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Discussion Starter #1
Greetings AVS...

It has been awhile since I logged into the forums.

I am researching a 1080P projector for civic association meetings and have been looking at the Optoma EH500.

I would welcome any feedback on this projector as well as any alternatives we should consider.

I know business/data projectors falls outside the usual discussion, but I welcome any feedback.

I'm still rocking my Sony VW90 SXRD 1080p projector in the home theater, waiting for it to fail so I have a good reason to consider something in 4K.

I hope everyone is doing well.

Cheers

Byte
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Dell has a new laser projector with 5400 lumens, lasts 20k hours, doesn't dim over its lifetime, and 3 grand retail:

http://www.projectorcentral.com/dell-7760-projector-review-1.htm

If you end up buying one, do us a favor and share your impressions with us, k? I'm curious.

It's got some neat features like video over network too, which could be handy in a corporate environment. (RJ-45 goes way further than HDMI).
 

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Business projectors need about 80-100 advertised lumens per square foot of screen space. Without knowing the actual screen size you are working with, then it's really difficult to give a recommendation. It's also impossible to know if your request for 5,000 lumens is accurate, or far more/less than what you need.

A huge issue, is the cheaper DLP models use 2x color wheels and have horrendous color. If you have LCoS, then you are looking at phenomenal color. DLP 2x color wheels can match it, but typically give up 2/3 of their brightness to get the color back. So, 4,500 lumens becomes 1,500 lumens or less with good color.

This is where LCD and LCoS projectors excel in business setups.

Worth adding that 1920x1200 has become a nearly defacto business standard. They are designed so you can use 16:9 or 16:10 screens so they work at either 1920x1200 or 1920x1080. These are the real working horse projectors in the business world. So, make sure you are looking at them as well.

I would stick with LCD in a second over the cheaper DLP models. I would also start my search at the Epson Clearance website.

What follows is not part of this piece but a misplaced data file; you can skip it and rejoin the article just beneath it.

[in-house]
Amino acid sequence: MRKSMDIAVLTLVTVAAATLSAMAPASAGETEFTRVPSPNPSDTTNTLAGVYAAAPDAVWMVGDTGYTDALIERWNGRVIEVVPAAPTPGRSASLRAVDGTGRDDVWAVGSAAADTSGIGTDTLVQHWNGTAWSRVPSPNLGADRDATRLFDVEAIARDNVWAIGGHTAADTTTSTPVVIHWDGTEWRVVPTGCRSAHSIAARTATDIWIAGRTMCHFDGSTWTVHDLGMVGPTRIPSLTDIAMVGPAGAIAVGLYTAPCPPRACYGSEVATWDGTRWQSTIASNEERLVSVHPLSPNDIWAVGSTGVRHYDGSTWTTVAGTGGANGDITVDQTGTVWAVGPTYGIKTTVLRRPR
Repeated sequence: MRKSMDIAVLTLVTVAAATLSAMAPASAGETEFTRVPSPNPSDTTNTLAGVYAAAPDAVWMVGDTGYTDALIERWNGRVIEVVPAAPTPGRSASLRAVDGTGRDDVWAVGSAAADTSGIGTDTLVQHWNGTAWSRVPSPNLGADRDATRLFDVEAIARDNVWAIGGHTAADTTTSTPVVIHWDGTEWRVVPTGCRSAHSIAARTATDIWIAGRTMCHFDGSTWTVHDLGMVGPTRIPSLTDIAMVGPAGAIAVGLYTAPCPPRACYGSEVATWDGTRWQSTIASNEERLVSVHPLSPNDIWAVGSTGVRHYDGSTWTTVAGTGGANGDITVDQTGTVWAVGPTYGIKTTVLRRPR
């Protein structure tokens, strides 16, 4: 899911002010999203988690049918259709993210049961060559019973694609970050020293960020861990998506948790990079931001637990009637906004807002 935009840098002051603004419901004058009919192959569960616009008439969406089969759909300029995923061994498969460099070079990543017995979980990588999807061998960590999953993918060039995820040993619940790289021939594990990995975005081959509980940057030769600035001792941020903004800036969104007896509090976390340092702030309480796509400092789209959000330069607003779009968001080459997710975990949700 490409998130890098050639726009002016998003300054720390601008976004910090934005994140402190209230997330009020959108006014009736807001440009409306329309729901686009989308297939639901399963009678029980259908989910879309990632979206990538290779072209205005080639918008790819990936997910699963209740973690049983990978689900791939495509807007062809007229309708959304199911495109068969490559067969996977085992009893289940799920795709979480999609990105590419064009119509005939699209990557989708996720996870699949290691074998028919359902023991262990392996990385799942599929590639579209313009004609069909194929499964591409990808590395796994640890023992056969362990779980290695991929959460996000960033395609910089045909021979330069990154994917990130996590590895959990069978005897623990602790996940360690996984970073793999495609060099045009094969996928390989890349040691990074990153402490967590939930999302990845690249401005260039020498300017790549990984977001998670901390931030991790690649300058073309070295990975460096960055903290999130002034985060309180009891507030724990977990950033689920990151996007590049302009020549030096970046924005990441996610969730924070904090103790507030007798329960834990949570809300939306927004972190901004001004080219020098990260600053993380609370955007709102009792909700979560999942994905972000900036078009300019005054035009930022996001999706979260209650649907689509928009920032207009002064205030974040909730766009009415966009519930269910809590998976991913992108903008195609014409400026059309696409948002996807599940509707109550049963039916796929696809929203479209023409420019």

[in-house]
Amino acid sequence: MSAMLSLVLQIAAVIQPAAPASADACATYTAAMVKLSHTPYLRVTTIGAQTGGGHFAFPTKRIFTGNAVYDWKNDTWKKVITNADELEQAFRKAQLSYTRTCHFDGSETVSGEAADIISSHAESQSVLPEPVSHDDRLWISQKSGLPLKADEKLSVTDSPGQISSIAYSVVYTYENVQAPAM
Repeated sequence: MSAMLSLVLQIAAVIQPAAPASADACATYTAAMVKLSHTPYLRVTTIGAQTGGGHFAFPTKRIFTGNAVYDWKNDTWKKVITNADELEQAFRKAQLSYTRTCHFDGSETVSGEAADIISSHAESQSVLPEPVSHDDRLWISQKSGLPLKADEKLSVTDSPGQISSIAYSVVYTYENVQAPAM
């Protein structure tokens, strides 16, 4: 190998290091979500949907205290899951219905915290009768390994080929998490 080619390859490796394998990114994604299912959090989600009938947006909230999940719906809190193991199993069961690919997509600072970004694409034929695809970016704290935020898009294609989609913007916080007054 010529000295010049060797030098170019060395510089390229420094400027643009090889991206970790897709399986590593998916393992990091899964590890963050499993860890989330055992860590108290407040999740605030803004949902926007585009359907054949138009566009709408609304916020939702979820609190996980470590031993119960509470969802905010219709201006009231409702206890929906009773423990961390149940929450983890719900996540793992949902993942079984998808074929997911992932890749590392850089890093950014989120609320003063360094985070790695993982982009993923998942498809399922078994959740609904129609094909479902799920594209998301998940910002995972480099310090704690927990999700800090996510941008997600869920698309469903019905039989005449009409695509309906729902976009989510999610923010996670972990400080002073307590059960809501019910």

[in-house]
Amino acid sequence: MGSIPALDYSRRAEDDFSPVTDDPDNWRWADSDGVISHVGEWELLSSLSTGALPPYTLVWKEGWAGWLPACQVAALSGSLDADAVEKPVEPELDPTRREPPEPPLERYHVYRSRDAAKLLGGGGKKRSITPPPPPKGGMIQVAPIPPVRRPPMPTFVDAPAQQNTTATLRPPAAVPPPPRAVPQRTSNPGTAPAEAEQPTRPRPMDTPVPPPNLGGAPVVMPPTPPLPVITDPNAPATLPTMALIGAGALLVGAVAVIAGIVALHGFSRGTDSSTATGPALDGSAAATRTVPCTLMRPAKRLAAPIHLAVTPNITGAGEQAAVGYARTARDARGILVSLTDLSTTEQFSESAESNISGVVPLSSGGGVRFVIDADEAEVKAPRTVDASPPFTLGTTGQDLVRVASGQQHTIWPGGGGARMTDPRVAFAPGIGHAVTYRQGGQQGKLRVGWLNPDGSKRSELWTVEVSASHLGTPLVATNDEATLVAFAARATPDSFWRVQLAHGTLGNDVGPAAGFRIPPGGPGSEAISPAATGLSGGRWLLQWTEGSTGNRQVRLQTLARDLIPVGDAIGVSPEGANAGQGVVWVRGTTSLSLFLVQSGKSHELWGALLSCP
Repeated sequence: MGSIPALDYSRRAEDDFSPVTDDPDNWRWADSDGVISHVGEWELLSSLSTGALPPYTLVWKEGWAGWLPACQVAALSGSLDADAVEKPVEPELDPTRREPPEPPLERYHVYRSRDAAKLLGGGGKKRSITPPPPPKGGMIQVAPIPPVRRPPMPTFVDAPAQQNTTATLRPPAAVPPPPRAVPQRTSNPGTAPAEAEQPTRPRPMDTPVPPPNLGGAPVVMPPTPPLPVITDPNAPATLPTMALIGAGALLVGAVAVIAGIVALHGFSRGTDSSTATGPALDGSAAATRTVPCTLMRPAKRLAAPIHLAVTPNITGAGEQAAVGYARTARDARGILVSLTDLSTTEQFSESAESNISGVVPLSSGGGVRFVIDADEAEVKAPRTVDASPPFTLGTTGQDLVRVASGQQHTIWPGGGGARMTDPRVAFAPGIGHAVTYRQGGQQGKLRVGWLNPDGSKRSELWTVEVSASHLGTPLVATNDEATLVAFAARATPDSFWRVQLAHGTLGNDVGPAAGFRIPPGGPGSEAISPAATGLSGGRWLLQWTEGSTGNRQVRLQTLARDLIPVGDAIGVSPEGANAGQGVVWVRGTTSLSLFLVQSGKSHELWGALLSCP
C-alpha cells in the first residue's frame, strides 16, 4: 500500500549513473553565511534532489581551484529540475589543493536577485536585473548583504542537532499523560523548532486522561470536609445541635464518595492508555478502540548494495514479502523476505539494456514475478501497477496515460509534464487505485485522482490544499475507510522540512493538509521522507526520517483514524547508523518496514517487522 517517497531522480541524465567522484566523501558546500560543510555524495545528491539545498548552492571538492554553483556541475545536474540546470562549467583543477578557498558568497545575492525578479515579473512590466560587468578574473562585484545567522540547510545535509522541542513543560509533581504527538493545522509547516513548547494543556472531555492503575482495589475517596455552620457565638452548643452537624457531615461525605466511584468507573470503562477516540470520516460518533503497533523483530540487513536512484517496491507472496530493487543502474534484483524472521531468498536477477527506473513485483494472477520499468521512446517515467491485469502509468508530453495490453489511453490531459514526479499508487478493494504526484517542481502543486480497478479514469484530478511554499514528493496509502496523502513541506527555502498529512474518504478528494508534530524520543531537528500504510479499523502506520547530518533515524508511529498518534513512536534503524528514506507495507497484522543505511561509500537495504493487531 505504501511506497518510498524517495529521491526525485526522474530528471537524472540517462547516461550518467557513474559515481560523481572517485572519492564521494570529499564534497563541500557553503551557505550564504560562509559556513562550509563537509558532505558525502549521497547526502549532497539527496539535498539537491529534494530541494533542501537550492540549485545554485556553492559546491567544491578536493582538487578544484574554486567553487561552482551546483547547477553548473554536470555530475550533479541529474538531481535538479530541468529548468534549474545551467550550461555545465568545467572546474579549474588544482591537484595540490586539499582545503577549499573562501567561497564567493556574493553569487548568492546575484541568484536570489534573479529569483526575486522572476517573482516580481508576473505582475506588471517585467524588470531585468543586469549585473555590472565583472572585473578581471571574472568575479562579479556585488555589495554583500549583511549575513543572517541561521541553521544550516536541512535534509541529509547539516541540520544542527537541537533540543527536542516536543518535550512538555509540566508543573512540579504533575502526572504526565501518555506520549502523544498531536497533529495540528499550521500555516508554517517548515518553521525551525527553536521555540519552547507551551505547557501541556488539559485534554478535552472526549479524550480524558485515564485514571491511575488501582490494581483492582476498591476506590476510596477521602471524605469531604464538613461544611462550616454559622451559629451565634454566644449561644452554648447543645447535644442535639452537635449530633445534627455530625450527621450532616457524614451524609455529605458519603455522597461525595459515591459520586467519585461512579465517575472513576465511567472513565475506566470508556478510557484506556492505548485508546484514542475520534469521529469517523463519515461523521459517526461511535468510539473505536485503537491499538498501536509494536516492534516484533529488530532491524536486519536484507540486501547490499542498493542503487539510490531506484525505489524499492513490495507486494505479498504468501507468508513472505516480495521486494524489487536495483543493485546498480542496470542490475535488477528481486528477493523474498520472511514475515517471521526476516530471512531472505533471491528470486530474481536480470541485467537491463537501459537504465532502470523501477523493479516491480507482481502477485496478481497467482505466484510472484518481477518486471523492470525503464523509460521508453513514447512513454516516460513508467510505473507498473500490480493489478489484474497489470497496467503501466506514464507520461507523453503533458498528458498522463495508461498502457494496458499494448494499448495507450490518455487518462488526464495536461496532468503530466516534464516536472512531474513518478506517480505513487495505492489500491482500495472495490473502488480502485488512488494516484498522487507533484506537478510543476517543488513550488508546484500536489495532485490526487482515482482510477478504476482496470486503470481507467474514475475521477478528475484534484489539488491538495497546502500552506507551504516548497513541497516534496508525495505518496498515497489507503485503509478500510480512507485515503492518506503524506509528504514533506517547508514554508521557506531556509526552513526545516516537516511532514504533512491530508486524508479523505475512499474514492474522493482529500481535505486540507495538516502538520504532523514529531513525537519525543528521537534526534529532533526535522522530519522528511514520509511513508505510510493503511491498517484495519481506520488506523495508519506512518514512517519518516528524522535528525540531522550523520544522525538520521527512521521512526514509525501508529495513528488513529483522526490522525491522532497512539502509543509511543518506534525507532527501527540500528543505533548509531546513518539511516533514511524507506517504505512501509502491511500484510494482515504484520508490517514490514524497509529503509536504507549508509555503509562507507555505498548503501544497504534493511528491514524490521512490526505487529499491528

https://epson.com/Clearance-Center/Projectors-for-Work/c/cc302?q=:price-asc:discontinuedFlag:false:inStockFlag:true:Projectors+Facets,Resolution:WUXGA+Full+HD+widescreen&text=#scrollTgt_onRefresh

They have some great options from under $2,000 with 4,500 lumens up to 6,000 lumens. I would take any of them over that Optoma for sure.
 

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For an honest 5,000 color lumens, which the Optoma EH500 can't come close to due to being DLP, I would opt for the new Epson PowerLite 2250U. On top of 5,000 honest maximum color lumens it even has a lamp that's rated for 5,000 hours in normal and 10,000 hours in Eco, and genuine OEM replacement lamps can be purchased directly from Epson for just $99. For an MSRP of $1,599 I don't think any other bright room light cannon can touch this baby. :)

epson.com/For-Work/Projectors/Meeting-Room/PowerLite-2250U-Wireless-Full-HD-WUXGA-3LCD-Projector-/p/V11H871020
 

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At those prices for projector and the lamp, that seems like a really solid recommendation. I'd also look at noise too. Having a noisy projector is just as distracting during a board meeting as it is during a horror movie.
 

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Discussion Starter #6 (Edited)
Thank you so much... your comments have been very helpful. I will be sure to report once I can get our group to commit to the final price range. Right now, the Epson 2250/2255 is looking like a good lower cost alternative with just enough lumens and resolution to do the job.

I can control room lighting at front of house to assist the performance at the projection screen.

I visited a friend who owns a staging company and I was able to compare an Epson 1915 XGA to a Christie MD-HD 10K. They rent the 1915 for $300 and the Christie for $1500. You definitely get more performance for the $$$.

I also looked at a Christie LX1000 XGA, and it was only marginally better than the 1915. Although the LX1000 had a fall 2015 Lamp and the Epson had a new lamp, so maybe a newer lamp in the LX1000 would have offered more lumen output.

Below is a pic of the Christie MD-HD 10K on the left, and the Epson 1915 XGA on the right. Both projecting from about 25' making roughly 15' wide screens. While the Christie was clearly the better image, the 1915 was not bad. I can only imagine the 1980/1985/2250/2255 having better resolution than the 1915 but with similar brightness.